The Bay of Pigs Invasion and its Aftermath, April 1961–October 1962
A left-wing revolution in Cuba had ended in 1959 with the ouster of President Fulgencia Batista and the establishment of a new government under Premier Fidel Castro. The Castro regime quickly severed the country’s formerly strong ties with the United States by expropriating U.S. economic assets in Cuba and developing close links with the Soviet Union.
Skyhawks from the USS Essex fly sorties over combat areas during the Bay of Pigs. (Robert L. Lawson Photograph Collection)
These developments proved a source of grave concern to the United States given Cuba’s geographical proximity to the United States and brought Cuba into play as a new and significant factor in the Cold War. In March 1960, President Dwight D. Eisenhower directed the Central Intelligence Agency (CIA) to develop a plan for the invasion of Cuba and overthrow of the Castro regime. The CIA organized an operation in which it trained and funded a force of exiled counter-revolutionary Cubans serving as the armed wing of the Democratic Revolutionary Front, known as Brigade 2506.
Following his election in November 1960, President John F. Kennedy learned of the invasion plan, concluded that Fidel Castro was a Soviet client posing a threat to all of Latin America and, after consultations with his advisors, gave his consent for the CIA-planned clandestine invasion of Cuba to proceed. Launched from Guatemala, the attack went wrong almost from the start. Components of Brigade 2506 landed at the Bay of Pigs on April 17, 1961 and were defeated within 2 days by Cuban armed forces under the direct command of Castro.
The failed invasion strengthened the position of Castro’s administration, which proceeded to openly proclaim its intention to adopt socialism and pursue closer ties with the Soviet Union. It also led to a reassessment of Cuba policy by the Kennedy administration. The President established a committee under former Army Chief of Staff General Maxwell Taylor and Attorney General Robert Kennedy to examine the causes of the defeat suffered at the Bay of Pigs.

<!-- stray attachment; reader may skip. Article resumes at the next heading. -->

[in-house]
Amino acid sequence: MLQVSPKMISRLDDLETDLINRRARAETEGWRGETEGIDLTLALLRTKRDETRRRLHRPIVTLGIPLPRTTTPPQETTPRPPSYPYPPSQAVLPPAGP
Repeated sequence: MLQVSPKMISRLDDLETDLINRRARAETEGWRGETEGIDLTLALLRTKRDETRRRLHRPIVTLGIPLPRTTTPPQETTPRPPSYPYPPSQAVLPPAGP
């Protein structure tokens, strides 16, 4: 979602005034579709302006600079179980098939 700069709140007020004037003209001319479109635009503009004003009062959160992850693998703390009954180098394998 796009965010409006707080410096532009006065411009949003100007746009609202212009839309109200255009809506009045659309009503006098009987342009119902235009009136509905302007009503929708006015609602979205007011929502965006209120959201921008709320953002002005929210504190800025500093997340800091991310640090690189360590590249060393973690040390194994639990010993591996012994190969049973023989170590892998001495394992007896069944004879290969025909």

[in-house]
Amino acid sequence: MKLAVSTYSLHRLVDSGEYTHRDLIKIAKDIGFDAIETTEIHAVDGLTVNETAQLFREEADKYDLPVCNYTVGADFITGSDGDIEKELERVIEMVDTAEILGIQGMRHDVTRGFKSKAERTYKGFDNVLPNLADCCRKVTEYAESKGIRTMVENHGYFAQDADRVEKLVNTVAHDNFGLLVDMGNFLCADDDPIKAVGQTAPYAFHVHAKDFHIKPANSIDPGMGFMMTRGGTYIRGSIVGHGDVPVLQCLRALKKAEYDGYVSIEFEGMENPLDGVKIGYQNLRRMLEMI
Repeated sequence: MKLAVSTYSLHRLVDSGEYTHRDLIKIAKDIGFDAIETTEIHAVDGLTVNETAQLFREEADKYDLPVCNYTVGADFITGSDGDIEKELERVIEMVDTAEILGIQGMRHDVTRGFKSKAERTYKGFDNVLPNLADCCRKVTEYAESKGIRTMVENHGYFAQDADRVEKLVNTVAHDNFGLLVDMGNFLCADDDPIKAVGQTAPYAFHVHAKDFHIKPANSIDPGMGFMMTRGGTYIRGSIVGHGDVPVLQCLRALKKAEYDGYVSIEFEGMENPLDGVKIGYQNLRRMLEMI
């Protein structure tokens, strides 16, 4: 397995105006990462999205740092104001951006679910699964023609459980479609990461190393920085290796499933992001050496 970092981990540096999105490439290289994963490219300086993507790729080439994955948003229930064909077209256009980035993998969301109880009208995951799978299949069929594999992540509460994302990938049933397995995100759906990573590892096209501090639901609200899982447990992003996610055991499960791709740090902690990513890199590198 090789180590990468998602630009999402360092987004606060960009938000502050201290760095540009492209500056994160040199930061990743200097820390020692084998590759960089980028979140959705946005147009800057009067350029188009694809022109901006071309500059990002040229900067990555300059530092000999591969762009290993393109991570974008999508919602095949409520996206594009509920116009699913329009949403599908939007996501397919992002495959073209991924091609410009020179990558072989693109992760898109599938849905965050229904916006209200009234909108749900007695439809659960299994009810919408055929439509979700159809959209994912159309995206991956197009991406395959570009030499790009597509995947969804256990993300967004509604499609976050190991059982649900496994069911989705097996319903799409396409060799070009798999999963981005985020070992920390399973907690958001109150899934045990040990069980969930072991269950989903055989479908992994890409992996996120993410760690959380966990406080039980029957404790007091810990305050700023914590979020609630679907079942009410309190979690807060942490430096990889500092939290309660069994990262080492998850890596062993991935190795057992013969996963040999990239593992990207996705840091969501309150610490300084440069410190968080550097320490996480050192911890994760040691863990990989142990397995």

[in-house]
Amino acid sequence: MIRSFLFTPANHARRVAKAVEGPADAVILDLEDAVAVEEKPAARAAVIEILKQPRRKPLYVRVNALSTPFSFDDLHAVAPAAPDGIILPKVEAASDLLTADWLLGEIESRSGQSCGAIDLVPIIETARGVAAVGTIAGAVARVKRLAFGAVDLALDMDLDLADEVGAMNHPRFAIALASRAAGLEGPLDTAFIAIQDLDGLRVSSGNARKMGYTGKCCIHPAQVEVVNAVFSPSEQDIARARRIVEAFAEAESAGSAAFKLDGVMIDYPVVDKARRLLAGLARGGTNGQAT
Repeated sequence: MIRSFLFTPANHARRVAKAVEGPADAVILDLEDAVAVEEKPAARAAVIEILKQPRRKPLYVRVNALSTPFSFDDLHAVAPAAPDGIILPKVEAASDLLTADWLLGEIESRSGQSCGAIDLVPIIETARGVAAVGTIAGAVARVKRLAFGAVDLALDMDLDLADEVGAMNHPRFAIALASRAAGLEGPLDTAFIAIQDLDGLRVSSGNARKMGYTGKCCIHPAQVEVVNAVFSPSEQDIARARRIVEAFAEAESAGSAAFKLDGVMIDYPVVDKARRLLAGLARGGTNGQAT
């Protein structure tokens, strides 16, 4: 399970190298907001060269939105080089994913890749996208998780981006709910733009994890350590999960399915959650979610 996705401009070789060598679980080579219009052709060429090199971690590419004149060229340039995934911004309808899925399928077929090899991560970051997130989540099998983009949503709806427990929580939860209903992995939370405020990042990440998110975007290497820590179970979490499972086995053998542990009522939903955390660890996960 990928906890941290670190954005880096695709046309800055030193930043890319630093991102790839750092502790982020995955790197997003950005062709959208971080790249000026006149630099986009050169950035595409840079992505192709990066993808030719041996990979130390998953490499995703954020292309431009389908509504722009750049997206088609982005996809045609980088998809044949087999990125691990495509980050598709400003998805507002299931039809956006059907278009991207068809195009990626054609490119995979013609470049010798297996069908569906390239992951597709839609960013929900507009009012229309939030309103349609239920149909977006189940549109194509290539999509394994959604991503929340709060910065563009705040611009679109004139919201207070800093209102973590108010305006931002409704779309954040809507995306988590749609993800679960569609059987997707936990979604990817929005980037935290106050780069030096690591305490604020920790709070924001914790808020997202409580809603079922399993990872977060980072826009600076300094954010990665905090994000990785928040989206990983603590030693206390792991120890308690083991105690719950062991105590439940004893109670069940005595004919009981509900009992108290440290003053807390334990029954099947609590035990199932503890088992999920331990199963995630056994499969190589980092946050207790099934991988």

This examination and policy assessment, initiated in May 1961, led in November of that year to a decision to implement a new covert program in Cuba, with the codename of Operation Mongoose. Oversight for Operation Mongoose was provided by the 5412/2 Special Group, under the auspices of the National Security Council, expanded to include General Taylor and Attorney General Kennedy.
Operation Mongoose was designed to do what the Bay of Pigs invasion failed to do: remove the Communist Castro regime from power in Cuba. Orchestrated by the CIA and Department of Defense under the direction of Edward Lansdale, Operation Mongoose constituted a multiplicity of plans with wide-ranging purpose and scope. Lansdale presented the Project’s six-phase schedule to Attorney General Kennedy on February 20, 1962, and President Kennedy received a briefing on the operation’s components on March 16, 1962. Lansdale outlined the coordinated program of political, psychological, military, sabotage, and intelligence operations, as well as proposed assassination attempts on key political leaders, including Castro. Monthly components of the operation were to be set in place to destabilize the communist regime, including the publication of Anti-Castro propaganda, provision of armaments for militant opposition groups, and establishment of guerilla bases throughout the country, all leading up to preparations for an October 1962 military intervention in Cuba. Some (though not all) of the planned Operation Mongoose actions were deployed during 1962, but the military intervention did not occur, and the Castro regime remained in power.
Although not considered as significant a U.S. foreign policy failure and embarrassment as the Bay of Pigs invasion, Operation Mongoose failed to achieve its most important goals. Meanwhile, throughout the spring and summer of 1962, U.S. intelligence reports indicated expanded arms shipments from the Soviet Union to Cuba. Amidst growing concern in Washington over whether the Soviet weapons being introduced into Cuba included ballistic missiles with nuclear warheads, in October 1962 the Kennedy administration suspended Operation Mongoose in the face of this far more serious threat—one that resulted in the most dangerous confrontation between the United States and the Soviet Union during the Cold War.